The purpose of this study was to examine whether getting personal information from a social media page, specifically LinkedIn, affects selection decisions. This study aimed to examine the effect personal information, specifically weight and gender, has on ratings of hireability and salary offers for job candidates. This current study used the data from 120 Mechanical Turk participants who completed a survey for a monetary incentive. It was hypothesized that after hiring managers view an applicant’s photo on SNS, overweight individuals will be rated less qualified compared to “average weight” applicants. Second, it was hypothesized that after hiring managers view an applicant photo on a SNS, overweight men will be rated more qualified than overweight women. Third, it was hypothesized that after hiring managers view an applicant photo on a SNS, overweight men will be rated more qualified than overweight women. Lastly, it was hypothesized that after hiring managers view a SNS, overweight male candidates will receive higher salary offers compared to equally qualified overweight women. None of the hypotheses were supported. Additional findings and implications are discussed.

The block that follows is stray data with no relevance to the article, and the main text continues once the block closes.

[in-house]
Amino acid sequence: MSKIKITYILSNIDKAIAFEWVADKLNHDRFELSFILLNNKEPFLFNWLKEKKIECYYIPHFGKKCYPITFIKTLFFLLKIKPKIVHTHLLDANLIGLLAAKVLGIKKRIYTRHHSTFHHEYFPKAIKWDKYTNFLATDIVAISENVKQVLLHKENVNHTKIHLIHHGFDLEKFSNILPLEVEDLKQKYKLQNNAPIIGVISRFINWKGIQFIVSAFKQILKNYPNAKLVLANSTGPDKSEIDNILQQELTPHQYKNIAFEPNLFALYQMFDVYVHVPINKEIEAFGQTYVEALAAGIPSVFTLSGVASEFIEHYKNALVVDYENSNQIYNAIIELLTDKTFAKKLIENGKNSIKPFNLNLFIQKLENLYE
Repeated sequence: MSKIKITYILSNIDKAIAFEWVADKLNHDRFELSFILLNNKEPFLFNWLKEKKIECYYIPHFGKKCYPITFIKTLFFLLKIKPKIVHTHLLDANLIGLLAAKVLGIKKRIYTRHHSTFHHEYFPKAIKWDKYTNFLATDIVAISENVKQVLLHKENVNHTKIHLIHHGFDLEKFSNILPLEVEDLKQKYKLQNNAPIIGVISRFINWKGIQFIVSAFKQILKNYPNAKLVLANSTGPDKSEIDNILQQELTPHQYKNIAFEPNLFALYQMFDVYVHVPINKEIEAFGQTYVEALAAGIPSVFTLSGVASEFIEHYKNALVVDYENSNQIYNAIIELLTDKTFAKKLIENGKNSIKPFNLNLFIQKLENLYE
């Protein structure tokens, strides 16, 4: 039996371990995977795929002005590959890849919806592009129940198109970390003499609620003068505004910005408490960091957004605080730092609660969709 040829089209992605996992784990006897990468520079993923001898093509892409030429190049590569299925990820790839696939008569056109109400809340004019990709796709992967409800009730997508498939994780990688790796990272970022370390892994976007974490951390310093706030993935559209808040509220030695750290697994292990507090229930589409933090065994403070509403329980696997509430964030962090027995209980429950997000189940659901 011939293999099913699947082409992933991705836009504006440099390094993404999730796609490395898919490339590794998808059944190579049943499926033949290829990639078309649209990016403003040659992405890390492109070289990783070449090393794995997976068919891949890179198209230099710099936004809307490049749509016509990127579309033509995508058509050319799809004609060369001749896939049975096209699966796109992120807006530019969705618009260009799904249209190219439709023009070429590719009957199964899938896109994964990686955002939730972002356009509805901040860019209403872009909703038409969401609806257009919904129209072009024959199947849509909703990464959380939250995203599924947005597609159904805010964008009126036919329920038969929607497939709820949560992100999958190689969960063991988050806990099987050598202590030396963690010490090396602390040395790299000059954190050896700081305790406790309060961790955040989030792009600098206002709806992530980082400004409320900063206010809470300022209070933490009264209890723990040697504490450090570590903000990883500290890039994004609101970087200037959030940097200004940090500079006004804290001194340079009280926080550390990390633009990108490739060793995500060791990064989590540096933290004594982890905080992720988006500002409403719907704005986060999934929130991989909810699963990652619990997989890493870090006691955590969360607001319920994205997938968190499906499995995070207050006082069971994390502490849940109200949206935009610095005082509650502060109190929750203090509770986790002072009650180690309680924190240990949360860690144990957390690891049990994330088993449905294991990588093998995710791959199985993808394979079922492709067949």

|Commitee:||Nadler, Joel, Voyles, Elora|
|School:||Southern Illinois University at Edwardsville|
|School Location:||United States -- Illinois|
|Source:||MAI 81/12(E), Masters Abstracts International|
|Subjects:||Occupational psychology, Gender studies|
|Keywords:||Gender discrimination, Selection, Social media, Weight discrimination|
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